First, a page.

I would discourage you from looking up Mr. Singh’s Twitter account as he is apparently an editor for Playboy; unless you’ve been living in a cave since the 1950s, you know where that can go. Notice the lack of actual rebuttal or any content whatsoever. This is representative of the response to any kind of ethic that would affect a person’s own private practice of porn consumption. Those in the secular world make a banner against sexual assault, as they rightly should. Then when the proposition is set forth that says abstention from pornography is part of the solution, the secular world says, “Well, that can’t be right.”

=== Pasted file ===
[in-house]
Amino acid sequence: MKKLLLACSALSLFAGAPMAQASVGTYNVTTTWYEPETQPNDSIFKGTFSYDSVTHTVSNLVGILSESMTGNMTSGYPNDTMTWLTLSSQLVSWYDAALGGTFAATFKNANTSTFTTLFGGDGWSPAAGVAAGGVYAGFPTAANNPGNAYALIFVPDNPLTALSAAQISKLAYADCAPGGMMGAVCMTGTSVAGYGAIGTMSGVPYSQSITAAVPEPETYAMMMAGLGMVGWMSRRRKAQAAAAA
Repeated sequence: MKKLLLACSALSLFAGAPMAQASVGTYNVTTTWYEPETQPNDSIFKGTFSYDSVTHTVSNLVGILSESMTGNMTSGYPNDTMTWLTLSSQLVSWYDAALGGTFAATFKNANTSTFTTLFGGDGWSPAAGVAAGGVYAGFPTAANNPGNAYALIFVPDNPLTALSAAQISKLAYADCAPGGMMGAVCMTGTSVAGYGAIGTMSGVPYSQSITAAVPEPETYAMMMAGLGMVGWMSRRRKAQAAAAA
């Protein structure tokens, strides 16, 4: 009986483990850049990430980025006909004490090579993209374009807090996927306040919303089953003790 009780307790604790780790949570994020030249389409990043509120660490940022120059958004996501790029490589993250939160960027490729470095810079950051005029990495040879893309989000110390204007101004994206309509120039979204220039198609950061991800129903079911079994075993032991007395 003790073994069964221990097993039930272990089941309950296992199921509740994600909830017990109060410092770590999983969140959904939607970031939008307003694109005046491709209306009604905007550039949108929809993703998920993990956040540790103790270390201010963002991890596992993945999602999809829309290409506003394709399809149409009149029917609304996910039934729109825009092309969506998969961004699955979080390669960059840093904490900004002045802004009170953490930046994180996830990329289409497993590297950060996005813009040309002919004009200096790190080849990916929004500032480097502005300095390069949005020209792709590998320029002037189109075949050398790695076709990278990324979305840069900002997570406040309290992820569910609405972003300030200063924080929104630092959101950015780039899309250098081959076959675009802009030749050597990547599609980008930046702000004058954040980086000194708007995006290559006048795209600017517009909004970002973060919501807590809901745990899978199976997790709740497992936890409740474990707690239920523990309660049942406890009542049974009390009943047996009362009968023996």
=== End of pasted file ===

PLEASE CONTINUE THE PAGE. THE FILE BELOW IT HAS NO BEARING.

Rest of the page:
As Christians, we are to tell the world that it looks at itself in a broken mirror. Its thinking is fragmented, yielding a complete lack of clarity and consistency. “Do you see,” we say, “The problem is internal. It is a part of us!” We cry with Paul the apostle, “Who will save us from this body of sin?” We are the problem, the culture that has commercialized and commodified sex has so confused itself that it cannot see that it is consuming its own human dignity to serve its insatiable appetite.